This Day In Sports:
Disco Haters Win One For The Tigers

Disco dancers

Lambert/Getty Images

Two survivors of Disco Demolition Night managed to escape Comiskey Park with their Saturday Night best and dancing feet intact.

July 12, 1979: With no stars on the roster and a lackluster team record, Hall of Fame owner Bill Veeck had to find a way to drum up attendance for his ailing Chicago White Sox. The master of the publicity stunt enlisted the help of his son Mike along with local DJ Steve Dahl to unleash one of the most infamous promotions in sports history. Thus Disco Demolition Night was born.

Dahl was a DJ at 98.3 The Loop, best known in the Chicago area for organizing a fan (or rather, anti-fan) movement “dedicated to the eradication and elimination of the dreaded musical disease known as disco.” Like all best laid plans, the promotion was simple: Fans showing up to Comiskey Park for the doubleheader against the Tigers on July 12 with a vinyl disco record (kids, ask your parents) in hand would gain admission for 98 cents. The records would be collected at center field following the first game and on Dahl's command detonated to high musical heaven (or wherever the Macarena went).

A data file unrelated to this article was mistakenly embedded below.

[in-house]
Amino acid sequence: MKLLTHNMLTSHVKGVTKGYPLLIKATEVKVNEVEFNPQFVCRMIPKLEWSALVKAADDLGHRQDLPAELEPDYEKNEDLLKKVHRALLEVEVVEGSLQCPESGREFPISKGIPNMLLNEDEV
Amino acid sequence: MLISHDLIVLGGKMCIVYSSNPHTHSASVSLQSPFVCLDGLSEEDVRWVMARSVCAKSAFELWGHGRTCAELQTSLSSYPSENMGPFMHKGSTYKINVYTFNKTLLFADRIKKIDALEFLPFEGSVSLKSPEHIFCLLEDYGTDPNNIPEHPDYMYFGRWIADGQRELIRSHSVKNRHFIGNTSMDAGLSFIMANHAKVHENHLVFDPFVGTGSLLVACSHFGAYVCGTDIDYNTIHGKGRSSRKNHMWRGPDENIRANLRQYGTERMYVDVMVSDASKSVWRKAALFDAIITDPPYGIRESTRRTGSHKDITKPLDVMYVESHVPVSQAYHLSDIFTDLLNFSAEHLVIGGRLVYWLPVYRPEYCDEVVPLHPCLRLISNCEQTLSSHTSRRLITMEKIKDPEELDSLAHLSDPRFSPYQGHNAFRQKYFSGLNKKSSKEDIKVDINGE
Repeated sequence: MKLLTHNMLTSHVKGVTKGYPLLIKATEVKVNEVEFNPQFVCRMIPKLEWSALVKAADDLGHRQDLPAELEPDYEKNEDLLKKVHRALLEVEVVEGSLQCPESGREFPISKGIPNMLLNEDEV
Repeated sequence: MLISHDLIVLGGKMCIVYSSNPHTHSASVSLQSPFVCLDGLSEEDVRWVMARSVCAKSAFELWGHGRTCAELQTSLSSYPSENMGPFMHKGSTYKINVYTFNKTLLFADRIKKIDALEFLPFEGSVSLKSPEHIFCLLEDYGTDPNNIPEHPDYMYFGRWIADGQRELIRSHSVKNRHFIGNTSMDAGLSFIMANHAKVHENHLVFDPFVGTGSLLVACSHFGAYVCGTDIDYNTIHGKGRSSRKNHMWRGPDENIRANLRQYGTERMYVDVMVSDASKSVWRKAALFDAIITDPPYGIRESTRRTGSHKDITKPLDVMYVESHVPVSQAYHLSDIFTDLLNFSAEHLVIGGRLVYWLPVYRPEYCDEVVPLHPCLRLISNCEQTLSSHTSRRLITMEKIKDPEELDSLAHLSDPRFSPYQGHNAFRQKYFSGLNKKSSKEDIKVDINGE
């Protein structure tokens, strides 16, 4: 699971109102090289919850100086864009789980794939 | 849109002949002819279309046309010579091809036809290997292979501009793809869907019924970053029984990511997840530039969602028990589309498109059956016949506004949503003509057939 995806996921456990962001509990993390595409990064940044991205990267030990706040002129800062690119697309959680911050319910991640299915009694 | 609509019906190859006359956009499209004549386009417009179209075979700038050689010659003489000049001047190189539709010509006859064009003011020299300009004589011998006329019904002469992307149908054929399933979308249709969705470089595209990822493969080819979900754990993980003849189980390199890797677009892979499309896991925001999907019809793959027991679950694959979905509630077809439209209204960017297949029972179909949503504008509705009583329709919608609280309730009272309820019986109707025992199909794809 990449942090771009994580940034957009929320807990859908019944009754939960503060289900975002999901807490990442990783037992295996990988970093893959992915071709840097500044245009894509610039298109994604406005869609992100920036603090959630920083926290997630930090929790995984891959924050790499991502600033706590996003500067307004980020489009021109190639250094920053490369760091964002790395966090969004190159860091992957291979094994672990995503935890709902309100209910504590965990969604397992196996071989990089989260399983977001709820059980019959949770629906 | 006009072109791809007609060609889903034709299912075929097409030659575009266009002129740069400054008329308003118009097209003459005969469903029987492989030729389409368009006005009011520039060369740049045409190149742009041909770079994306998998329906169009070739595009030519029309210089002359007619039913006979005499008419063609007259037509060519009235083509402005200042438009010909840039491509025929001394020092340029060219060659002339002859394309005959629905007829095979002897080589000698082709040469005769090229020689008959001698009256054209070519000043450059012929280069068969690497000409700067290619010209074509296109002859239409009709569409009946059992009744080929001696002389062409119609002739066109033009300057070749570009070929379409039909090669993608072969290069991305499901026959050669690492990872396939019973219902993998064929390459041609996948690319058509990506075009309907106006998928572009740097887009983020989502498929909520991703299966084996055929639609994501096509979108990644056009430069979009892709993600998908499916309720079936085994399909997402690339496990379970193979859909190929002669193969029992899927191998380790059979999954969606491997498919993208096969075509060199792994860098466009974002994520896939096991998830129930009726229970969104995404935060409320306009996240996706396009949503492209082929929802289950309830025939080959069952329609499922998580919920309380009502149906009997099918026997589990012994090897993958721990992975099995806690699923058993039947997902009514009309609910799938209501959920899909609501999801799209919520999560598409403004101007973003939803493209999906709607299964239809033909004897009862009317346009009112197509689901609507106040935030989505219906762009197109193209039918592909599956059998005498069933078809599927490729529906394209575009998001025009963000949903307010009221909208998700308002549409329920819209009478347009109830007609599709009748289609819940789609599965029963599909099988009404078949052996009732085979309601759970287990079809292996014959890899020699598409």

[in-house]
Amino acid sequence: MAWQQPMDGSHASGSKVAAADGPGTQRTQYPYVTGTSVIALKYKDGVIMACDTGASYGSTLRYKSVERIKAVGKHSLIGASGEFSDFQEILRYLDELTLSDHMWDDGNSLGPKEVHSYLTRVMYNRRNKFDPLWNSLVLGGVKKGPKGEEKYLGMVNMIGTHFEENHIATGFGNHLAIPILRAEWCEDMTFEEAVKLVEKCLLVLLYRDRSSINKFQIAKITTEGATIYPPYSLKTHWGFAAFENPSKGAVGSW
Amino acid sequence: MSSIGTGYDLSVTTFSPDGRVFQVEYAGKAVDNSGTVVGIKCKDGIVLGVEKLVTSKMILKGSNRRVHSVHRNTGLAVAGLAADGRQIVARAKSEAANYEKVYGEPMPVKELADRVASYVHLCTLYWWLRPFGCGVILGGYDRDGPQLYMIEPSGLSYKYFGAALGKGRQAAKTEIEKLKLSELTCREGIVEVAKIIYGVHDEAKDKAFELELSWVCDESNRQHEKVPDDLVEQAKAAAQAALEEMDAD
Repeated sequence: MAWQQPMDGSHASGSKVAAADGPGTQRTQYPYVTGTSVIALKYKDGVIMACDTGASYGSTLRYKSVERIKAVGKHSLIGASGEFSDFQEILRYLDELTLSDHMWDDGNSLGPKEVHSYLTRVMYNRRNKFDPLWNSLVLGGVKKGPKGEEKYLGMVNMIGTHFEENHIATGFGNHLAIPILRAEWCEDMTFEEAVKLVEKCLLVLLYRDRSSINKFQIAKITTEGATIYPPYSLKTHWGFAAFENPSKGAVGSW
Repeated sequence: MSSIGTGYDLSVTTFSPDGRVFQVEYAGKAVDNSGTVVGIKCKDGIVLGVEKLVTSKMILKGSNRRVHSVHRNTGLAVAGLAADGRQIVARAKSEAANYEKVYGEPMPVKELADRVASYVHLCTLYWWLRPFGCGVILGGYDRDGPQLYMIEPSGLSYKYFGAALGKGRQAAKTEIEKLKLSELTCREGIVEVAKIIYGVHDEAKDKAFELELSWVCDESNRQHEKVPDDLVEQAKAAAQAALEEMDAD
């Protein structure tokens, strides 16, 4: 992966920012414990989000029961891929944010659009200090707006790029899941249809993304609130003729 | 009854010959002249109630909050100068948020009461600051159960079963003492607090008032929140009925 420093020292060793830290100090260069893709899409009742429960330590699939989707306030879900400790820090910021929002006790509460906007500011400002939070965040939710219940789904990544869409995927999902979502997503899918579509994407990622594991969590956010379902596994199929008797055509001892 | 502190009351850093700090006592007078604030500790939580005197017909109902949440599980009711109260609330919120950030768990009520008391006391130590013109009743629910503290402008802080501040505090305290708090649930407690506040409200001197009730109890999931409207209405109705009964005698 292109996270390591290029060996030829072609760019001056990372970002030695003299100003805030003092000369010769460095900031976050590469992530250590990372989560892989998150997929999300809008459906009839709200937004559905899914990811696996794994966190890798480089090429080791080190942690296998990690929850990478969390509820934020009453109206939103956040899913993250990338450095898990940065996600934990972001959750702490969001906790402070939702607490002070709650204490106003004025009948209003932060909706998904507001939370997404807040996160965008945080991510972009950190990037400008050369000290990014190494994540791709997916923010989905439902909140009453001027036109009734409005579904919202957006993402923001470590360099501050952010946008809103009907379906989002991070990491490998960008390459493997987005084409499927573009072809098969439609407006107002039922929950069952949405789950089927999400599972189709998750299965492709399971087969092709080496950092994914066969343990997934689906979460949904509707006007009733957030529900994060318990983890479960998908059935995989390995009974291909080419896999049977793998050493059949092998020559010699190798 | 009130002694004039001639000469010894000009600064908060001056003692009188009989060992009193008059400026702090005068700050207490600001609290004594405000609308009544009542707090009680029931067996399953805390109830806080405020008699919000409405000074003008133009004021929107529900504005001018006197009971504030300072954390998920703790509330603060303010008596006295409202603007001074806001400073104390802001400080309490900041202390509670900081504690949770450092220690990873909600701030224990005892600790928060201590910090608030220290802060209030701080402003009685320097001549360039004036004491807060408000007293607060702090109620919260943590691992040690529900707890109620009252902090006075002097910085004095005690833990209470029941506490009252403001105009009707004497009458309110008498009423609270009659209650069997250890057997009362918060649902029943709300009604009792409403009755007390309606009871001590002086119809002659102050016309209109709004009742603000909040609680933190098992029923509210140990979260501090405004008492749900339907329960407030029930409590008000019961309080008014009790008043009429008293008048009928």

The night before the promotion, the White Sox drew about 15,000 fans in a stadium that held 52,000. The next evening was filled to capacity -- with about 40,000 waiting outside the gates. The power of the disco-hating masses had spoken. Many had carried homemade signs emblazoned with the rallying cry, "Disco S***s!" Harry Caray remarked that there were "a lot of funny-looking people in the stadium."

Unfortunately for security, some approximately 10,000 fans managed to infiltrate the stadium using improvised means of entry. “We were confiscating grappling hooks," said Mike Veeck. As most of the "fans" in attendance weren't there to watch baseball, many took to launching their records from the the upper decks. It's a wonder they got the first game underway. After the first game (which Detroit won 4-1, not that most of the "fans" cared), Dahl rode to center field in a jeep dressed as "the supreme commander," complete with military uniform and a Hawaiian shirt. On his signal, technicians threw the switch on a dumpster containing thousands of records. Disco shrapnel flew hundreds of feet into the air. After Dahl made another circuit around the warning track, a mob of unruly teens stormed the diamond. That started a stampede worthy of a World Series win. Soon there were 20,000 crazed disco haters on the field.

More than half an hour had passed before the Chicago Police arrived with back-up. Bill Veeck and Tigers manager Sparky Anderson argued their cases to umpire Dave Phillips about whether to continue with the second game. The ump ruled with Anderson, and the Tigers got the easy W. No game has been forfeited in the American League since.

While Chicago newspapers described the incident as a "riot," none of the 90,000 fans reported any medical injuries. And years later, Mike Veeck apologized to Harry Wayne Casey, lead singer of KC and the Sunshine Band.